High Court quashes inspector’s decision in case involving challenges under both sections 288 and 289 TCPA 1990

Thu, 08 Apr 2021

This analysis was first published on Lexis®PSL on 31 March 2021.

Planning analysis: In considering challenges under sections 288 and 289 of the Town and Country Planning Act 1990 (TCPA 1990) heard together, the High Court quashed an inspector’s decision to uphold an appeal against an enforcement notice and to grant planning permission. The TCPA 1990, s 289 challenge had been conceded in advance of the hearing, but the parties disagreed about whether the inspector’s decision should be quashed in its entirety as a consequence. Mrs Justice Lang allowed the TCPA 1990, s 288 challenge on the basis of failures in the inspector’s consideration of development plan policies, but said that she would have quashed the decision anyway.

Hackney London Borough Council v Secretary of State for Housing, Communities and Local Government and others [2021] EWHC 720 (Admin)

What are the practical implications of this case?

First, the case provides an example of the implications of the submission of challenges under TCPA 1990, ss 288 and 289 concerning the same inspector’s decision. The judgment appears to confirm that, in most circumstances, if the appeal under TCPA 1990, s 289 were to succeed, this would be sufficient to vitiate the decision and prompt a full redetermination by a new inspector.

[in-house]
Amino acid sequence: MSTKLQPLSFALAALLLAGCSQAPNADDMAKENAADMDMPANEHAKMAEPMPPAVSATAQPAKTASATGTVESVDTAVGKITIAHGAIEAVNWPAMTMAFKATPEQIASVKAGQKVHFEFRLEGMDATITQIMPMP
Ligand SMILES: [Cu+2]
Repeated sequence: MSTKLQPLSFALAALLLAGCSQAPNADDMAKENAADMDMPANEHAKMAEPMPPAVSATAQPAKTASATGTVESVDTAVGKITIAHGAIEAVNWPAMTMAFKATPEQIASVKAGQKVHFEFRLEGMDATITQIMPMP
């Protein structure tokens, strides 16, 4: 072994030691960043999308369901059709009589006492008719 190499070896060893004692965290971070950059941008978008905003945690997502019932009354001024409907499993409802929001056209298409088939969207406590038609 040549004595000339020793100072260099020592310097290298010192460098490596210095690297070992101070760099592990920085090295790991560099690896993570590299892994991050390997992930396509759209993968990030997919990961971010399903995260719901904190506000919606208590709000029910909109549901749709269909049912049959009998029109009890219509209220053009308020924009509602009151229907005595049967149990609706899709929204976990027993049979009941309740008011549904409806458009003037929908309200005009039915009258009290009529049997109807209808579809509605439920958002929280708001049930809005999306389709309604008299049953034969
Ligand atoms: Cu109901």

Second, Lang J’s consideration of whether the inspector failed to consider whether the relevant development complied with the development plan, read as a whole is of particular interest for two reasons:

  • Lang J indicated that this consideration cannot be implied. This will be of relevance to local planning authorities deciding planning applications as much as it will be to inspectors deciding appeals
  • in the particular circumstances of the case, the judge said that she would not have quashed the permission for this reason alone. Thus, in the context of a TCPA 1990, s 288 challenge, consideration will need to be given to whether a decision-maker would have made the same decision (Simplex GE (Holdings) Ltd v Secretary of State for the Environment and the City and District of St Albans District Council [2017] PTSR 1041), or if it is a judicial review, whether it is ‘highly likely’ that the same decision would have been made absent the error (section 31(2A) of the Senior Courts Act 1981)